Completed in 1969, the redevelopment did little to appease the Corporation, with an advisory committee established by Lord Mayor Robert Porter in November 1968. This committee was to advise upon the principles that further redevelopments of Victoria Square would adhere to and to investigate and report on the appearance of the buildings fronting the Square. Professor Denis Winston was then commissioned in 1969 to design further redevelopment plans for the Square based upon the committee’s principles. Although not fully enacted, Winston’s plan did provide inspiration for future plans and continued the community debate and discussion of the configuration and purpose of Victoria Square.

The debate continued through the 1970s, 1980s and 1990s with several different plans being proposed. Lord Mayor Bowen proposed the ‘Bowen Beautification Plan’ in 1978, which included putting the Grote-Wakefield Street traffic route, which cut through the Square, underground. Proposals and ideas continued to be made in the 1980s, with one proposal suggesting an underground tramway, while another plan by landscape architect Christopher Degenhardt proposed the building of mounds in the Square. In February 1992 architect Michael Thiele proposed the removal of all roads, the construction of an observation tower, a three story underground carpark and an underground theatre. However, none of these proposals were accepted by the City Corporation.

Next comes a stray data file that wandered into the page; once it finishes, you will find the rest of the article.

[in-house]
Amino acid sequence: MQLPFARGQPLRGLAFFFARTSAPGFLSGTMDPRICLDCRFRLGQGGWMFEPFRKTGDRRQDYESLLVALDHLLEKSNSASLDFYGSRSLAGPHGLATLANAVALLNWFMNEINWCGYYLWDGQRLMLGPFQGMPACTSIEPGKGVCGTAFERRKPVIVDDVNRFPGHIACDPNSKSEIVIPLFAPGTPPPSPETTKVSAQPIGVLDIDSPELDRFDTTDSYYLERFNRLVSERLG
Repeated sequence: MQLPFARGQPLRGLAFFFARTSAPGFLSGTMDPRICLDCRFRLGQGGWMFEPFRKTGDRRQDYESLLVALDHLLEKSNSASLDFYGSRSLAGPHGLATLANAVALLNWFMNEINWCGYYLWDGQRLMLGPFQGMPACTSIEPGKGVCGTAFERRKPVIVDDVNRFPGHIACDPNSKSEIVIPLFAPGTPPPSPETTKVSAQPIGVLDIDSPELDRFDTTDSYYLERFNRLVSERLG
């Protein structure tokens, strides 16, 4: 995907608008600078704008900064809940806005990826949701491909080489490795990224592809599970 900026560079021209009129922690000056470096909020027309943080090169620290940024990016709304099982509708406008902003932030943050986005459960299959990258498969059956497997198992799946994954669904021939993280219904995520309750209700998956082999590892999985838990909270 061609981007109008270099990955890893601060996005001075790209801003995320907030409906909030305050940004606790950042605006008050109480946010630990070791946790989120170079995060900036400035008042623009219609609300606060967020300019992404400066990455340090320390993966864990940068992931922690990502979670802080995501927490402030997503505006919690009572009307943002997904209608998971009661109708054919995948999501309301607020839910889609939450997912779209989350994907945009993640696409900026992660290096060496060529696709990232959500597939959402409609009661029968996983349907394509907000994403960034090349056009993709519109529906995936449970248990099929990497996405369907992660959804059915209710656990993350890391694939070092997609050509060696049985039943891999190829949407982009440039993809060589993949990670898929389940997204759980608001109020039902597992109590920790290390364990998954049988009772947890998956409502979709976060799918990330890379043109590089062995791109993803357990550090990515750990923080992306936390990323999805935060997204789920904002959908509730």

The City Council eventually endorsed a major renovation of the Square in 2012. Stage one of the project, which involved the relocation of The Three Rivers fountain to the southern side of the Square and the transformation of the northern section into an event space with a raised performance area, covered seating, a water fountain, new lawn and the planting of one hundred gum trees, was completed in 2014. Stage two, however, has yet to be financed, putting the rest of the redevelopment on hold.